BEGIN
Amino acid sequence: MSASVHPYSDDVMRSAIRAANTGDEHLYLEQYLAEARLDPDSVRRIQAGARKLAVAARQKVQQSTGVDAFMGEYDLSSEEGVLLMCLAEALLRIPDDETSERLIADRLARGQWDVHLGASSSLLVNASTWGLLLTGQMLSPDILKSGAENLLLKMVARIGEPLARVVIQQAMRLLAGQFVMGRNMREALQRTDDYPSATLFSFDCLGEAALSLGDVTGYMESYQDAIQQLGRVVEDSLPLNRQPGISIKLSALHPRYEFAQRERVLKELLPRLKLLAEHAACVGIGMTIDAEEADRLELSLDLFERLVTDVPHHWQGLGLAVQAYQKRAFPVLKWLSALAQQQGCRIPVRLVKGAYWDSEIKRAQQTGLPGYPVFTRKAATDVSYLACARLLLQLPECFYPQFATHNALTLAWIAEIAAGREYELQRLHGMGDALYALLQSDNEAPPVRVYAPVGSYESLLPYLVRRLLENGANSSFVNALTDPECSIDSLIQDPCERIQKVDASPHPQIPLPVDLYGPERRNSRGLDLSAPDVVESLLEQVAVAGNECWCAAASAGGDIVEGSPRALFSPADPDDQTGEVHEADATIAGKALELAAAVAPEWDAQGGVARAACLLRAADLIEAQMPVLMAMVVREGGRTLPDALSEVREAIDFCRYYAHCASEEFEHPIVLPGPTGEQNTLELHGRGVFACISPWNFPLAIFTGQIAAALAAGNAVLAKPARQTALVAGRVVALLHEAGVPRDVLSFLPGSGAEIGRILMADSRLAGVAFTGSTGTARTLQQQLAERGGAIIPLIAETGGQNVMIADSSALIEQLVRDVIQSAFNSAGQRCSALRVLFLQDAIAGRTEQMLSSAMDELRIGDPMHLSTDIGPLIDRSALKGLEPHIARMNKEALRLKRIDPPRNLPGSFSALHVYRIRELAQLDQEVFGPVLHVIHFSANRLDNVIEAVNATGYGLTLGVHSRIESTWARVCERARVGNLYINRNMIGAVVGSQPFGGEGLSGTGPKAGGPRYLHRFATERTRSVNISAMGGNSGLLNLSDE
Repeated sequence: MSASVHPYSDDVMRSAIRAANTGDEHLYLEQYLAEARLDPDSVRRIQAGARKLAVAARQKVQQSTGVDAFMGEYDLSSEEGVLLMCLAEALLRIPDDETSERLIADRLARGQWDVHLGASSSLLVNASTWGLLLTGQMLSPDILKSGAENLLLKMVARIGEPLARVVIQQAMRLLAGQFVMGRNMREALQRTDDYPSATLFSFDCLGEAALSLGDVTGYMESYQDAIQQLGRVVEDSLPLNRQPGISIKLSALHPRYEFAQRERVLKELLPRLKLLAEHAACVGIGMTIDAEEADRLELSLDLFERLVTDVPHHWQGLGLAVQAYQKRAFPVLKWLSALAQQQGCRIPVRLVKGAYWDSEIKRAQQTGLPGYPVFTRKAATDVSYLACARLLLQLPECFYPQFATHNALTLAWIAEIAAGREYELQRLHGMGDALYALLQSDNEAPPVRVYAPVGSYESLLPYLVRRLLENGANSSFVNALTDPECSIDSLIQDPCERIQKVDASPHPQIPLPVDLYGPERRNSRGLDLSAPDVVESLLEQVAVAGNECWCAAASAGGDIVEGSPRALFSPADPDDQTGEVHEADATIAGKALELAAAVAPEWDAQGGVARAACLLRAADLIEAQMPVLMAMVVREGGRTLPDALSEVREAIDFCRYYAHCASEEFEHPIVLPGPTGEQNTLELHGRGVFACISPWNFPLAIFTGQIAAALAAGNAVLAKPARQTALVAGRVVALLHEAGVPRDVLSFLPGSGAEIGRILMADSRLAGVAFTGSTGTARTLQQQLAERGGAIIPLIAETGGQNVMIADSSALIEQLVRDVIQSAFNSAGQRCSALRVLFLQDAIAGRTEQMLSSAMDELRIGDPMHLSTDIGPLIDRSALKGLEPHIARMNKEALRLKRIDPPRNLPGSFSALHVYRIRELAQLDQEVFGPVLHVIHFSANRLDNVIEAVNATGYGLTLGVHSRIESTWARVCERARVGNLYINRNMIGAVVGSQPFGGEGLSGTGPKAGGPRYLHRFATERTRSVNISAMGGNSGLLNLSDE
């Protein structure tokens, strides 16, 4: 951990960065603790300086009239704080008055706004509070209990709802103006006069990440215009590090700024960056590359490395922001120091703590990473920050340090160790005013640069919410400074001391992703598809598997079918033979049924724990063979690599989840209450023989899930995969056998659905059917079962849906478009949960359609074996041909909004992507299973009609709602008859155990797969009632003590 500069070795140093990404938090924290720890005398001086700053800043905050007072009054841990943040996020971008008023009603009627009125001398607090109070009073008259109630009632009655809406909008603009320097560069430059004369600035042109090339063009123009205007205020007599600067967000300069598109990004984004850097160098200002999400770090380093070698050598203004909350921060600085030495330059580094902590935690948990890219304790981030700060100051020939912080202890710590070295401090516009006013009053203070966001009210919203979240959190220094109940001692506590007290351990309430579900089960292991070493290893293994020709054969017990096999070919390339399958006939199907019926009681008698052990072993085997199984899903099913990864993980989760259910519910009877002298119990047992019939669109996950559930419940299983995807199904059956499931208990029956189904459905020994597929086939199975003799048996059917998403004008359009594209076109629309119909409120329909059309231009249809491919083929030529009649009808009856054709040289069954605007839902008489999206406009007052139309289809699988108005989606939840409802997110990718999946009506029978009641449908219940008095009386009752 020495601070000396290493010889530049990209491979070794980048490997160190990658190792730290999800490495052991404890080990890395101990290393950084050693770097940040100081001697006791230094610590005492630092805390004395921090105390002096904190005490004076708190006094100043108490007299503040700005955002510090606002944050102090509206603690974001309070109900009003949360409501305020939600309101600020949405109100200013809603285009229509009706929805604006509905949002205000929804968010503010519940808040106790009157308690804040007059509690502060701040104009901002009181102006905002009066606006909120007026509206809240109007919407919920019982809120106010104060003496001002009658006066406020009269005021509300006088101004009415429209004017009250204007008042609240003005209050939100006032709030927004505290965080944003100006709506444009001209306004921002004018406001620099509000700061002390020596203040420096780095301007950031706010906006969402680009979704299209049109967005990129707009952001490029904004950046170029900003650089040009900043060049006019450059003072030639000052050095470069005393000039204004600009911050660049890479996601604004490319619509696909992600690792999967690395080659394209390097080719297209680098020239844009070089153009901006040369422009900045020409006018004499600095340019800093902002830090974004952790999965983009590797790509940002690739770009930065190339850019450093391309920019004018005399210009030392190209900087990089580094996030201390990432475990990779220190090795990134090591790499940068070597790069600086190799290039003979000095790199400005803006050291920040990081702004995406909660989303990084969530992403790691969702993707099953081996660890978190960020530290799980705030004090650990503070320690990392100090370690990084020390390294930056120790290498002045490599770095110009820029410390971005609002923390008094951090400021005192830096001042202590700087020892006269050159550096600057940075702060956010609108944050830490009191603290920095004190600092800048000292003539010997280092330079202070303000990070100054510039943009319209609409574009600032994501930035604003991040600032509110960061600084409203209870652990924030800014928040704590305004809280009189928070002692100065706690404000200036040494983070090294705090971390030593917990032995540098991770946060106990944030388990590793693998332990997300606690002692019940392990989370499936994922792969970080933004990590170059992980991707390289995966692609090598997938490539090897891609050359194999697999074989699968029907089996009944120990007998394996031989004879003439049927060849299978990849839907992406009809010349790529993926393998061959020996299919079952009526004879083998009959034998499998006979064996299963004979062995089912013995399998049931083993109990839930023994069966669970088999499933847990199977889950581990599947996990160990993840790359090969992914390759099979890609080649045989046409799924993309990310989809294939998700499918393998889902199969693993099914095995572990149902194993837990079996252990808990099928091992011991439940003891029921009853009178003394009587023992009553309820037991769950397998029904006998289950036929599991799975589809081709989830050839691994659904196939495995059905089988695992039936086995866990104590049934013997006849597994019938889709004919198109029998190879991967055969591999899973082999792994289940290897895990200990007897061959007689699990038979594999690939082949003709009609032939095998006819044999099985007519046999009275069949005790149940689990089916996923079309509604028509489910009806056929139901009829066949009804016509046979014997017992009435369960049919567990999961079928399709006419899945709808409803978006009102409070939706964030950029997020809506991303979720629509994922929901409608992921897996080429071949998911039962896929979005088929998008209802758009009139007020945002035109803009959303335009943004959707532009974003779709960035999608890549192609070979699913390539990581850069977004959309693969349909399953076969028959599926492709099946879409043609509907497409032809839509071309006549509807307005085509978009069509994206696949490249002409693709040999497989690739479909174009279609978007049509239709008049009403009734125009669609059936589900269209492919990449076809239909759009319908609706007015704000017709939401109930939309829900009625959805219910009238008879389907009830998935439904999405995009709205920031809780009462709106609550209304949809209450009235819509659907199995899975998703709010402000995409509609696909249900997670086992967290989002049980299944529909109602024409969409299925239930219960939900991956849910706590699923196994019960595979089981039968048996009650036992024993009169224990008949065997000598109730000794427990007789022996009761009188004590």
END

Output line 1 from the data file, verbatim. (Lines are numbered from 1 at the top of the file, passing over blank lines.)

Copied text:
Amino acid sequence: MSASVHPYSDDVMRSAIRAANTGDEHLYLEQYLAEARLDPDSVRRIQAGARKLAVAARQKVQQSTGVDAFMGEYDLSSEEGVLLMCLAEALLRIPDDETSERLIADRLARGQWDVHLGASSSLLVNASTWGLLLTGQMLSPDILKSGAENLLLKMVARIGEPLARVVIQQAMRLLAGQFVMGRNMREALQRTDDYPSATLFSFDCLGEAALSLGDVTGYMESYQDAIQQLGRVVEDSLPLNRQPGISIKLSALHPRYEFAQRERVLKELLPRLKLLAEHAACVGIGMTIDAEEADRLELSLDLFERLVTDVPHHWQGLGLAVQAYQKRAFPVLKWLSALAQQQGCRIPVRLVKGAYWDSEIKRAQQTGLPGYPVFTRKAATDVSYLACARLLLQLPECFYPQFATHNALTLAWIAEIAAGREYELQRLHGMGDALYALLQSDNEAPPVRVYAPVGSYESLLPYLVRRLLENGANSSFVNALTDPECSIDSLIQDPCERIQKVDASPHPQIPLPVDLYGPERRNSRGLDLSAPDVVESLLEQVAVAGNECWCAAASAGGDIVEGSPRALFSPADPDDQTGEVHEADATIAGKALELAAAVAPEWDAQGGVARAACLLRAADLIEAQMPVLMAMVVREGGRTLPDALSEVREAIDFCRYYAHCASEEFEHPIVLPGPTGEQNTLELHGRGVFACISPWNFPLAIFTGQIAAALAAGNAVLAKPARQTALVAGRVVALLHEAGVPRDVLSFLPGSGAEIGRILMADSRLAGVAFTGSTGTARTLQQQLAERGGAIIPLIAETGGQNVMIADSSALIEQLVRDVIQSAFNSAGQRCSALRVLFLQDAIAGRTEQMLSSAMDELRIGDPMHLSTDIGPLIDRSALKGLEPHIARMNKEALRLKRIDPPRNLPGSFSALHVYRIRELAQLDQEVFGPVLHVIHFSANRLDNVIEAVNATGYGLTLGVHSRIESTWARVCERARVGNLYINRNMIGAVVGSQPFGGEGLSGTGPKAGGPRYLHRFATERTRSVNISAMGGNSGLLNLSDE